By Ray Pride







Nantucket, MA (June 28, 2015– The 20th Anniversary Nantucket Film Festival (NFF) today announced the winners of the prestigious Showtime Tony Cox Screenplay Competition, which recognizes the best unproduced screenplays and television pilots by emerging writers. Kristen Dávila’sCOUNTERINTELLIGENCE received the top prize as the winner of the Feature Screenplay Competition. The Television Pilot nods went to Estella Gabriel for ICE and to Jonathan Schwartz for SOLD.


NFF also revealed the winners of this year’s Audience Awards: Alfonso Gomez-Rejon’s ME AND EARL AND THE DYING GIRL for Best Narrative Feature, Ron Davis’ HARRY & SNOWMAN for Best Documentary Feature, and Eric Rockey’s PINK BOY for Best Short.


The Audience Award Best Film runner up was animated comedy SHAUN THE SHEEP THE MOVIE, written & directed by Richard Starzak & Mark Burton.


Kristen Dávila’s COUNTERINTELLIGENCE, a political satire set in Pakistan involving the CIA, a budding jihadist group, and an indebted gambler who plays the two off one another in an attempt to save his own neck. Dávila receives $5000 cash prize and one of only four coveted spots to participate in partner organization the Screenwriters Colony month-long writing retreat in October.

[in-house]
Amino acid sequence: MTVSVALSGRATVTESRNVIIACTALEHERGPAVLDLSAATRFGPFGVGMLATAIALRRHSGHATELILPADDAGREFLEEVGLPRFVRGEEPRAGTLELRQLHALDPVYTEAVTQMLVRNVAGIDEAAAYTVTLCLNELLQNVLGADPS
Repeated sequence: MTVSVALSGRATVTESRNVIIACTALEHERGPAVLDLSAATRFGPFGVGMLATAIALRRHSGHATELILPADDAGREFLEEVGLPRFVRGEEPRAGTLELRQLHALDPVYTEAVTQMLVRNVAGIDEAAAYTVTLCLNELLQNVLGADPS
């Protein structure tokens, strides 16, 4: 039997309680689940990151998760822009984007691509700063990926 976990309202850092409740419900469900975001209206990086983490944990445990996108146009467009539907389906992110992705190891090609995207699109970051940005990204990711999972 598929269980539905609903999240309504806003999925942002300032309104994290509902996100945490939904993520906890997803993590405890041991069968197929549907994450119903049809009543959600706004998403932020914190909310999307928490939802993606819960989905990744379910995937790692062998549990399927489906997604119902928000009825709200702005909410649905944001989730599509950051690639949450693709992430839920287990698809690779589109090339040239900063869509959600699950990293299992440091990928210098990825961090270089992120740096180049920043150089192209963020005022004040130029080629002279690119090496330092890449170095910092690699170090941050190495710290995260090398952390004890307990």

The Feature Screenplay Competition jury was comprised of
Kyle Patrick Alvarez, Director, The Stanford Prison Experiment; Franklin Leonard, Founder, The Black List; and Nigel M. Smith, Managing Editor,Indiewire.


NFF recognizes the remarkable renaissance on the small screen through two Television Pilot Competitions, one for Hour-Long Pilots and the other for Half-Hour Pilots. Both winners receive a $1000 cash prize, as well as a consultation with a Showtime executive.


The Half-Hour Television Pilot winner is SOLD by Jonathan Schwartz, which is set in a fine-arts auction house.


The Hour-Long Television Pilot winner is ICE by Estella Gabriel, which details the conflicts and violence faced by a border patrol agent.


The Television Pilot Competition jury was comprised of Jacob Fenton, Agent, TV Talent, United Talent Agency; Bob Fisher, Executive Producer/Co-Creator, Sirens; and Cynthia Littleton, Managing Editor, TV,Variety.


The Short Screenplay Competition winner is MORE COW BELL by Andy Nellis, a dark portrait of a farm family. Nellis receives a $500 cash prize.